This race, a 5 miler (this is known as stating the bleeding obvious), was NYRR’s final race in its 2011 club points series. They swapped it with the Joe Kleinerman 10K, which was moved to January. Good thing, too, because I’m a 5K runner now. I can barely race for 3 miles as it is. Racing for 5 miles taxed all of my systems today.
But. I PRed by 47 seconds (my 5 mile best being admittedly soft, an excuse I figure I can milk for at least another year). My previous 5M PR was also set on a hilly course, although not Central Park’s.
I learned some things today. One of the biggest things I learned is that I don’t necessarily need to do a “proper” warmup to race well, at least not for this distance. I was rushed after picking up my bib and checking my bag. I did a grand total of 90 seconds warmup jogging before heading over to the start corrals. No race pace running, no strides, no dynamic stretching. Just a stupid, barely-qualifies-as-a-warmup warmup. It didn’t matter.
This may have been partly the case because, as is the case with many NYRR races, the course was crowded and I was hemmed in and running slower than I wanted to for the first three-quarters of a mile. But this means that I got to have a nice chat with Hilary, who sidled up to me in the first minute of the race with a hale and hearty, “Excuse me, sir!” This, a reference to a thread we had on Facebook last night about the gender misidentification that having an extremely short haircut can cause, made me laugh. We chatted for a bit, but I said I’d stop being able to talk in about 30 seconds and she politely sent me on my wheezing way earlier than that.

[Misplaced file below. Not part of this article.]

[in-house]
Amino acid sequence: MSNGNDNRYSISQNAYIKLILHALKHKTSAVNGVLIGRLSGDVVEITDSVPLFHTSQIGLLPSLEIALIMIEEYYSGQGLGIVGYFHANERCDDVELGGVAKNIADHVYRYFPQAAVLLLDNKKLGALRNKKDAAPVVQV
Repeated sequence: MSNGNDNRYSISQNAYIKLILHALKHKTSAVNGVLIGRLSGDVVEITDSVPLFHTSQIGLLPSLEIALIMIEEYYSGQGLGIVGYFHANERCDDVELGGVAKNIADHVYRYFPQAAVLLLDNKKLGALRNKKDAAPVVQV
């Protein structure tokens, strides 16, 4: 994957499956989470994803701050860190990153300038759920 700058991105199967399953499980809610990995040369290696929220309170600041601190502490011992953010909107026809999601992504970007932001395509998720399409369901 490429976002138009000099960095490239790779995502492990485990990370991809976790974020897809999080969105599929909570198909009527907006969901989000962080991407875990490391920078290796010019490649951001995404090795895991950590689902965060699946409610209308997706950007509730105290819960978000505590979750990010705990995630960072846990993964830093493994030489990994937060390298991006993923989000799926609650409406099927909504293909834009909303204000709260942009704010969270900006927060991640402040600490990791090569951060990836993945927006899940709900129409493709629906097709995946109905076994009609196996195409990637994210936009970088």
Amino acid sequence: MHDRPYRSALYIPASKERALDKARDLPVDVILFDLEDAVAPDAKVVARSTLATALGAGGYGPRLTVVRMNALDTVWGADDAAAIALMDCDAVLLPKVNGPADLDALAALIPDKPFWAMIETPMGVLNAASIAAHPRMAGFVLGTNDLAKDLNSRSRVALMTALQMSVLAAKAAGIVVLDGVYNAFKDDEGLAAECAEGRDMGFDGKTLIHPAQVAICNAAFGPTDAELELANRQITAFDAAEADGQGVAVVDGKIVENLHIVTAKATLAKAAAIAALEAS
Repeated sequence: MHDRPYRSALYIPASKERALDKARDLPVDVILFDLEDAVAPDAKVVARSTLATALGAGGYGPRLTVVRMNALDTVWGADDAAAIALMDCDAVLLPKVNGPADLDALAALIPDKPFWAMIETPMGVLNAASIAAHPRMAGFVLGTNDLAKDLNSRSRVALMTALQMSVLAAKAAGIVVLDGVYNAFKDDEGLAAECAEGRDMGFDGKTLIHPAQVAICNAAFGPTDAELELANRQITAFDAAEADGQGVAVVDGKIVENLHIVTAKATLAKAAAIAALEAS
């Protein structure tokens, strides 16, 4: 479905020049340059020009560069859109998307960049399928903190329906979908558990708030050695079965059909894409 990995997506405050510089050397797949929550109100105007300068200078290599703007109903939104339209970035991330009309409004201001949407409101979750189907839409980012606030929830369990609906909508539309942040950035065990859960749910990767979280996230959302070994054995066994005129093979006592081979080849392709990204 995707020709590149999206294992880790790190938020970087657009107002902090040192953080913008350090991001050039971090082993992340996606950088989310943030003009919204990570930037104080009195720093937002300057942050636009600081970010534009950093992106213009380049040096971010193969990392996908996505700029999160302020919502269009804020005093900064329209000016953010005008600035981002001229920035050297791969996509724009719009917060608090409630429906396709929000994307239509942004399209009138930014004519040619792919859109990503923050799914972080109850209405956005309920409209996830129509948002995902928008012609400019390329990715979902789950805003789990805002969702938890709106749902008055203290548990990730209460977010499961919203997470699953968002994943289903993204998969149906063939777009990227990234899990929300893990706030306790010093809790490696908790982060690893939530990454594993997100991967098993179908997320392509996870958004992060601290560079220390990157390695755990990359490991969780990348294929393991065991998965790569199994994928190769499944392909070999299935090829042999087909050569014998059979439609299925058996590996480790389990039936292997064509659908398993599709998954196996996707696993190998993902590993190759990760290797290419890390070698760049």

Along the way I saw some Harriers, both on and off the course, and met a few new (to me) ones at the finish line, and reconnected with others whom I know already. But I probably missed others. I had a strange kind of tunnel vision this morning. It took a lot of mental and physical effort to race 5 miles hard. Now, after several months of mile/5K training, 5 miles seems like a very long way. I wore my no frills Timex and didn’t bother hitting the lap splits or even looking at it. I could tell from the course clocks that I was doing okay.
It was a good day. Temperature was 44 degrees (still a little warm for me), it was overcast and there was virtually no wind. I took advantage of the good conditions since I had no excuse for doing badly.
My chip time was 34:39, or about 6:56 per mile. That’s almost down to my best 4 mile pace on this course (6:53). I believe it was also a slightly stronger performance (relatively speaking) than was my 5K in Flushing Meadows a week ago. I took a day off on Friday and ran just 3 miles yesterday, after a week that featured just one hard workout. I’m becoming convinced that doing a mini taper (and no warmup?) is the way to go.
Aside from the warmup and mini tapering lessons, I also learned that I should ignore weird phantom injuries that crop up a day before the race. Yesterday, there was a weakness in my left leg. The quad felt like it was going to fail a few times, just while walking around. This morning, as I made my way down the stairs at 5:45 am, the left knee felt shaky. I was relying on the handrail to get downstairs. WTF. Well, you know what? Nothing TF. It’s just weirdness. It means nothing. Usually. Sometimes it means you’re about to get a catastrophic stress fracture. But most of the time, it doesn’t mean anything.
I remain grateful to have remained uninjured since July. Knock wood. It has been such a shit few years in this regard. I think that remaining uninjured, more than anything I’ve been doing training-wise, has been the key to my “sudden” improvement. If you can’t run, then you can’t train consistently, and you can’t get faster. But I also think doing a lot of different kinds of speed work (and a weekly tempo run) has been a crucial element in this training cycle. Jack Daniels’ training comprises about 80% of what I’m doing, but I’m substituting other workouts, like 1K repeats, that I have felt would help me more, given my training history. These are turning out to have been good instincts, I think.
Next up: a 5K in Bethpage on Long Island in two weeks. I hope that one doesn’t have hills or 23 right-angle turns. But if it does, I’ll be ready.